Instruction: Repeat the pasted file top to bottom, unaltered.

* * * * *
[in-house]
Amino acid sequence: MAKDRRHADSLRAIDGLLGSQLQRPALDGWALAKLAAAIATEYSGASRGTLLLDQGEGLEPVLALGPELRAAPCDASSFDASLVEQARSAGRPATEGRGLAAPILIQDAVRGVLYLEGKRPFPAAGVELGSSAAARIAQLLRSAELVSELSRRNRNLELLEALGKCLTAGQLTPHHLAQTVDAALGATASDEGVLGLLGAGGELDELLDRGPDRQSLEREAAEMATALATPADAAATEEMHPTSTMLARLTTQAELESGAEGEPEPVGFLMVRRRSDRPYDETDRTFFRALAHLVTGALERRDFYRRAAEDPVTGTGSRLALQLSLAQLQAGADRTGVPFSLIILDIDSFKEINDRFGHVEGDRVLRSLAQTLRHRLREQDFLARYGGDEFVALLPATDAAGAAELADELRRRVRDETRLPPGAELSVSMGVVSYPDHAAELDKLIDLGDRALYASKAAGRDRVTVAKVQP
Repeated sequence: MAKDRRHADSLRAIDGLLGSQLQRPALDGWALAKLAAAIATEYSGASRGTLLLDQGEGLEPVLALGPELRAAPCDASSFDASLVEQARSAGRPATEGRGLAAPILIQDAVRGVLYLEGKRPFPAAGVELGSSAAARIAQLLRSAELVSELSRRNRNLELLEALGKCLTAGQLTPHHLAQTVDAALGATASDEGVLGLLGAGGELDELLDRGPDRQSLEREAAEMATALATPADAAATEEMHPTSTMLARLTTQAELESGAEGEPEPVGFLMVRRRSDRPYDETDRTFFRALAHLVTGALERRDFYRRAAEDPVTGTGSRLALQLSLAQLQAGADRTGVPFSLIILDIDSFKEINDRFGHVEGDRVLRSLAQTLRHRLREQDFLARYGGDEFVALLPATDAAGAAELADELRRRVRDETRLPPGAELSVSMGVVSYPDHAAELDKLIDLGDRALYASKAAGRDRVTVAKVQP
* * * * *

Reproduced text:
[in-house]
Amino acid sequence: MAKDRRHADSLRAIDGLLGSQLQRPALDGWALAKLAAAIATEYSGASRGTLLLDQGEGLEPVLALGPELRAAPCDASSFDASLVEQARSAGRPATEGRGLAAPILIQDAVRGVLYLEGKRPFPAAGVELGSSAAARIAQLLRSAELVSELSRRNRNLELLEALGKCLTAGQLTPHHLAQTVDAALGATASDEGVLGLLGAGGELDELLDRGPDRQSLEREAAEMATALATPADAAATEEMHPTSTMLARLTTQAELESGAEGEPEPVGFLMVRRRSDRPYDETDRTFFRALAHLVTGALERRDFYRRAAEDPVTGTGSRLALQLSLAQLQAGADRTGVPFSLIILDIDSFKEINDRFGHVEGDRVLRSLAQTLRHRLREQDFLARYGGDEFVALLPATDAAGAAELADELRRRVRDETRLPPGAELSVSMGVVSYPDHAAELDKLIDLGDRALYASKAAGRDRVTVAKVQP
Repeated sequence: MAKDRRHADSLRAIDGLLGSQLQRPALDGWALAKLAAAIATEYSGASRGTLLLDQGEGLEPVLALGPELRAAPCDASSFDASLVEQARSAGRPATEGRGLAAPILIQDAVRGVLYLEGKRPFPAAGVELGSSAAARIAQLLRSAELVSELSRRNRNLELLEALGKCLTAGQLTPHHLAQTVDAALGATASDEGVLGLLGAGGELDELLDRGPDRQSLEREAAEMATALATPADAAATEEMHPTSTMLARLTTQAELESGAEGEPEPVGFLMVRRRSDRPYDETDRTFFRALAHLVTGALERRDFYRRAAEDPVTGTGSRLALQLSLAQLQAGADRTGVPFSLIILDIDSFKEINDRFGHVEGDRVLRSLAQTLRHRLREQDFLARYGGDEFVALLPATDAAGAAELADELRRRVRDETRLPPGAELSVSMGVVSYPDHAAELDKLIDLGDRALYASKAAGRDRVTVAKVQP